Who Is Telling You the Truth About Commercial Dog Breeders?

Little puppy at the shelter looks with hope. Take me, I'm the best!

Do you recall that time when a reporter dropped by your place of business to snoop around, looking for information about you? Then they wrote up a misleading story online to make you look like a criminal. That hasn’t happened to you? Well, it probably hasn’t happened to most of us but if you breed dogs in America, there’s a risk that it could happen to you today thanks to the efforts of some of the vile, rabid animal rights groups that would like to see the end of all dog breeding.

Dog breeding in the United States is regulated at every level of government. Throughout the country there are laws at the state and federal level. Many places also have city and county regulations. Sales are regulated and taxed. Commercial breeders, in particular, are licensed and routinely inspected by the Animal and Plant Health Inspection Service (APHIS) arm of the USDA to enforce the Animal Welfare Act (AWA). And, the AWA is frequently updated. In addition, many breeders are also inspected by other groups such as breed registries. In short, commercial breeders are highly regulated despite what you may be told by animal rights groups.

Groups such as CAPS (Companion Animal Protection Society), Bailing Out Benji, and the ASPCA do their best to sling mud at breeders, twisting the truth, and often trying to make small issues sound like something horrific. For instance, in the case of Rick and Cindy Jensen, of Neodesha, Kansas, they were included in several stories from these anti-breeding groups.

Rick and Cindy are USDA licensed breeders. In August 2017 they received a citation during a routine inspection to clean the feces from the Labrador kennel more often, even though it was being picked up daily. The inspector advised them to replace the floor surface for two kennel runs within a month, which was done.

In February 2022, the Jensens received citations because dug holes were observed under the divider fencing between two outdoor enclosures. The holes ranged in size from six inches to a foot in depth. The dogs were in contact with the fencing which could be a hazard. The dogs could also have possibly escaped. (If you have dogs, I don’t need to tell you how much some of them love to dig.)

The tops of six plastic water containers were also chewed, leaving jagged edges. Twelve dogs were in contact with the affected containers. They were ordered to be replaced.

The Jensens had two weeks to make these repairs which were accomplished within that time frame.

Those were the only violations found for the Jensens. There were no problems with their dogs or how the dogs were living. There were no health issues. You can see that the inspectors were careful to observe the kennels and dogs in close detail. Yet these were the only problems noted. These are the kind of issues that animal rights groups use to try to bash licensed breeders who are following the 309-page Animal Care Inspection Guide to care for their animals.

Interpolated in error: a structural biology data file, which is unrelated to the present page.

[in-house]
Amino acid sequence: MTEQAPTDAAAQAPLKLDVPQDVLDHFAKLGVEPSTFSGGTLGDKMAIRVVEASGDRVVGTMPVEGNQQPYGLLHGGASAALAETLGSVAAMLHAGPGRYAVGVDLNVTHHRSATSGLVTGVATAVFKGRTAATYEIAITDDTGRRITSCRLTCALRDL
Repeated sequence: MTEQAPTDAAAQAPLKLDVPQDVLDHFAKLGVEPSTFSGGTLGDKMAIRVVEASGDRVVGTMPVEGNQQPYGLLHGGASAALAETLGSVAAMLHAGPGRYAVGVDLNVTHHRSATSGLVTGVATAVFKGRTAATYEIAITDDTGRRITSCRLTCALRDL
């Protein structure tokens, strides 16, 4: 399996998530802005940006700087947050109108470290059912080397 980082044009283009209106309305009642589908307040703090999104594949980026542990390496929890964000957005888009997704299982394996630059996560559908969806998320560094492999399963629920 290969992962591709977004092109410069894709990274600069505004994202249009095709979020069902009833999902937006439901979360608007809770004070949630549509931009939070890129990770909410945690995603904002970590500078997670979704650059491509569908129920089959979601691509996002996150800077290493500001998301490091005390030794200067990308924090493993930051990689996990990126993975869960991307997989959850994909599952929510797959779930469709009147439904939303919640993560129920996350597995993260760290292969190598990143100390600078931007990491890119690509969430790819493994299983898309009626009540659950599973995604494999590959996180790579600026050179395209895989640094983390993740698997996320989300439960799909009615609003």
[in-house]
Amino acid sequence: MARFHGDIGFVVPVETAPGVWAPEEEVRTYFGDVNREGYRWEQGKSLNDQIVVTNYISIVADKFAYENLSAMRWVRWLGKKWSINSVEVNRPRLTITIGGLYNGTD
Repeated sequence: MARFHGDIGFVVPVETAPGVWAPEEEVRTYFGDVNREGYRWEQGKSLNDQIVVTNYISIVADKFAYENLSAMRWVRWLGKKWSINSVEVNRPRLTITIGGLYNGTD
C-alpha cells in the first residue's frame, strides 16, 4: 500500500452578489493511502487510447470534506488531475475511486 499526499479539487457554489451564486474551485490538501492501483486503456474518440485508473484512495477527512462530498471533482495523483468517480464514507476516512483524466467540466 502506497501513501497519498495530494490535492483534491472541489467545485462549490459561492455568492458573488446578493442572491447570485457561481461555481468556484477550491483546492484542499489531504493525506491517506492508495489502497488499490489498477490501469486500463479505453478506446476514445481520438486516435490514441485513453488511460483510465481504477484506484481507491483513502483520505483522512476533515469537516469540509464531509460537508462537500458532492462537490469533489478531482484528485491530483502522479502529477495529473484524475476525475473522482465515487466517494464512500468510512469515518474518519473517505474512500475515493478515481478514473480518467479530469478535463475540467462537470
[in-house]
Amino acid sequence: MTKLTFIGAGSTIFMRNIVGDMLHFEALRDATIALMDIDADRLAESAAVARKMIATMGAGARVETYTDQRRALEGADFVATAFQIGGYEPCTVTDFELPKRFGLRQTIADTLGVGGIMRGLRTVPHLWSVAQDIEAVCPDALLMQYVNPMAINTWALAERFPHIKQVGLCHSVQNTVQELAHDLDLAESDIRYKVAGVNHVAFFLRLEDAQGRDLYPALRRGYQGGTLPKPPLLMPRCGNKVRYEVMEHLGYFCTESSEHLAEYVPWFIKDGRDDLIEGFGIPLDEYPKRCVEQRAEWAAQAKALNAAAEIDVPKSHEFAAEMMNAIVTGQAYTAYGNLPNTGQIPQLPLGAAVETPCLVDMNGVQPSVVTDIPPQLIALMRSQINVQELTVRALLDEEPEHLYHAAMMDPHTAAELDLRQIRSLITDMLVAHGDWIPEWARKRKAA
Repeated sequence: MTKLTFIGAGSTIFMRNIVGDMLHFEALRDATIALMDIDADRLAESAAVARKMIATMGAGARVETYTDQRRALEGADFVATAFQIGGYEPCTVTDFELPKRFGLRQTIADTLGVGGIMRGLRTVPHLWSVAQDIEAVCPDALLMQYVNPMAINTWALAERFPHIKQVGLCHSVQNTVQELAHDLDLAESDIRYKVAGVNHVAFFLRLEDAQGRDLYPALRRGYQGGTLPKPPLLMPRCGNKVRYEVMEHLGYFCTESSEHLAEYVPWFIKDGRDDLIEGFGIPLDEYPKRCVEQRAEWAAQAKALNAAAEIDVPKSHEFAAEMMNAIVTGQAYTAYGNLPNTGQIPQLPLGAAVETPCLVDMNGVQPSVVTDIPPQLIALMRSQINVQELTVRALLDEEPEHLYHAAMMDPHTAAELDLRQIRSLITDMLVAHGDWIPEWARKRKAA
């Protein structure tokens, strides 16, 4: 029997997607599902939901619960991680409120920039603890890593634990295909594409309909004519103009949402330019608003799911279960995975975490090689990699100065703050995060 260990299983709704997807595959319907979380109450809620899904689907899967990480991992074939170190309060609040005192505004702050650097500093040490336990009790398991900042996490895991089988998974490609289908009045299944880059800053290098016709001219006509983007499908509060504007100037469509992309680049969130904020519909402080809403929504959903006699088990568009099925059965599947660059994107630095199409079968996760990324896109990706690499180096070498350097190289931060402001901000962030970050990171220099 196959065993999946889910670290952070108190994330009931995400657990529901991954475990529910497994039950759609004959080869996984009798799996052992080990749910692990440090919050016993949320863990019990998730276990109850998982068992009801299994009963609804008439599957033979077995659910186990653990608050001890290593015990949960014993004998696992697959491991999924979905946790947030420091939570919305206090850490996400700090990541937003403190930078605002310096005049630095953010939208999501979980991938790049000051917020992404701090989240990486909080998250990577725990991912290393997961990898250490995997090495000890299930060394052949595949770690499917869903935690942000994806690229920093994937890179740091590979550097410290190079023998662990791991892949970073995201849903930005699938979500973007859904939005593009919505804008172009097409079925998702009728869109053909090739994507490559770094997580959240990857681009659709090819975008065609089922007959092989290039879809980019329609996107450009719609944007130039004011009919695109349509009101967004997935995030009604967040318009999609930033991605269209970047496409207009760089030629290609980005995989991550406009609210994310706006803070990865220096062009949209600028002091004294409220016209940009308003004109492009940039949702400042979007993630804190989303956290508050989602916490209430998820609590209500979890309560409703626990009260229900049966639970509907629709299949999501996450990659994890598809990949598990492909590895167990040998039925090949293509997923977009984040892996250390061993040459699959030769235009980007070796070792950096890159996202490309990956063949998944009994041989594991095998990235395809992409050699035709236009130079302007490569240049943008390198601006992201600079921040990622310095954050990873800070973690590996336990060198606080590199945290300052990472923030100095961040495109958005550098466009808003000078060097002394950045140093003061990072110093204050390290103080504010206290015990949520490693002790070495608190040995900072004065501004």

We also found a March 2022 report when the Jensens’ made their application to renew their license. “No non-compliant items were identified during this Re-License inspection.” CAPS, Bailing Out Benji, and the ASPCA fail to mention this report on their web sites.

We have honestly provided this information along with the links to the reports so you can see the record for yourself. Rick and Cindy Jensen work hard and take care of their dogs. Some people may not like commercial dog breeding but it is legal and highly regulated down to the fences and water buckets. They follow the rules and they are regularly inspected.

Animal rights groups don’t have the right to libel or slander them by suggesting that they don’t take good care of their dogs. The facts show otherwise.

When you see reports that attack commercial dog breeders, keep in mind that the CEO of the ASPCA makes a salary and other compensation of around $1 million annually; with another dozen top brass at the “non profit” bringing home six-figures per year. They are paid very well to keep people alarmed about dog breeding and other animal issues. Otherwise, they would be out of their high-paid jobs.

The ASPCA currently has a pending lawsuit against the USDA which perpetuates the false idea that USDA regulatory enforcement is “too lax.” This effort to pass “Goldie’s Law” (H.R. 1788) would increase adversarial enforcement by the USDA and force them to publish all inspection reports, even those which had not been adjudicated yet.

Animal rights groups are also trying to pressure Congress to pass the Puppy Protection Act (H.R. 1624) or the “Better Collaboration, Accountability, and Regulatory Enforcement (CARE) for Animals Act (S. 2555) which would amend the Animal Welfare Act to weaponize the Department of Justice to oversee enforcement, penalties, and license suspensions of alleged animal cruelty.

The passage of any of these bills, even in part, would increase the operating cost to breeders. Their goal is to put dog breeders out of business.

If you think that animal rights groups are only after commercial breeders, you are dead wrong. Even hobby breeders and people who believe they are exempt from this kind of harassment are also in the crosshairs. These groups want to stop all breeding, no matter how perfectly you conduct yourself and your maintain your facility.

We have laws that work. More regulation only hurts the law abiding. More laws will not stop those who already violate the law. Think twice before you believe any accusations coming from these groups. You might find yourself being accused one day.